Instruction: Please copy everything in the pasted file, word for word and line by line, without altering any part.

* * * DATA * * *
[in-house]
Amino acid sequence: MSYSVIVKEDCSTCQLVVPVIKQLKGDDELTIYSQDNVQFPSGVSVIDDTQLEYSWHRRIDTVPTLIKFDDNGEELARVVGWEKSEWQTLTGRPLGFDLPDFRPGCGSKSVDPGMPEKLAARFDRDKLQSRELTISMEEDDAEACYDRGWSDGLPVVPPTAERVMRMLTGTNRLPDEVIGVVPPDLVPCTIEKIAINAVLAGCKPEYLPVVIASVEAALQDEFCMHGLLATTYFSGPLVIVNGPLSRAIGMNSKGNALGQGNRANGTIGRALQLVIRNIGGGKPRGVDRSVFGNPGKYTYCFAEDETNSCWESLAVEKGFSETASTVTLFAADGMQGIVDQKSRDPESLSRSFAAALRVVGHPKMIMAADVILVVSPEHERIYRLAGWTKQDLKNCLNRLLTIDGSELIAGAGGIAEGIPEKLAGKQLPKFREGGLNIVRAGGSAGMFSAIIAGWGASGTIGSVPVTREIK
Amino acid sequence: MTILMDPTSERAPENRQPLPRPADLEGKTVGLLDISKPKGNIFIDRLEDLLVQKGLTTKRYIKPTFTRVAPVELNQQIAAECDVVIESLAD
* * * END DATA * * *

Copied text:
[in-house]
Amino acid sequence: MSYSVIVKEDCSTCQLVVPVIKQLKGDDELTIYSQDNVQFPSGVSVIDDTQLEYSWHRRIDTVPTLIKFDDNGEELARVVGWEKSEWQTLTGRPLGFDLPDFRPGCGSKSVDPGMPEKLAARFDRDKLQSRELTISMEEDDAEACYDRGWSDGLPVVPPTAERVMRMLTGTNRLPDEVIGVVPPDLVPCTIEKIAINAVLAGCKPEYLPVVIASVEAALQDEFCMHGLLATTYFSGPLVIVNGPLSRAIGMNSKGNALGQGNRANGTIGRALQLVIRNIGGGKPRGVDRSVFGNPGKYTYCFAEDETNSCWESLAVEKGFSETASTVTLFAADGMQGIVDQKSRDPESLSRSFAAALRVVGHPKMIMAADVILVVSPEHERIYRLAGWTKQDLKNCLNRLLTIDGSELIAGAGGIAEGIPEKLAGKQLPKFREGGLNIVRAGGSAGMFSAIIAGWGASGTIGSVPVTREIK
Amino acid sequence: MTILMDPTSERAPENRQPLPRPADLEGKTVGLLDISKPKGNIFIDRLEDLLVQKGLTTKRYIKPTFTRVAPVELNQQIAAECDVVIESLAD